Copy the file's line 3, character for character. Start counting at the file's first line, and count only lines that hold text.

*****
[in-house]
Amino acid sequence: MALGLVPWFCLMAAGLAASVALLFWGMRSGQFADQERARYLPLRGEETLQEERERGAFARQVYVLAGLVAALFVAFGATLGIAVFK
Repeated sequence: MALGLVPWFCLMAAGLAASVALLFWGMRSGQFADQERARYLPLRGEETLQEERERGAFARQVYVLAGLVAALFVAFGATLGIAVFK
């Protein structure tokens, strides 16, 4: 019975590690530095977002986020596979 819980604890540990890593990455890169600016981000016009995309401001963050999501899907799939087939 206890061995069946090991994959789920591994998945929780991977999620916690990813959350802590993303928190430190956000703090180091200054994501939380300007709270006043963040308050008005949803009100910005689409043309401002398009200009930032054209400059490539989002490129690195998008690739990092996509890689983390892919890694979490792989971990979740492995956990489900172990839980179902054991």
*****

Repeated sequence: MALGLVPWFCLMAAGLAASVALLFWGMRSGQFADQERARYLPLRGEETLQEERERGAFARQVYVLAGLVAALFVAFGATLGIAVFK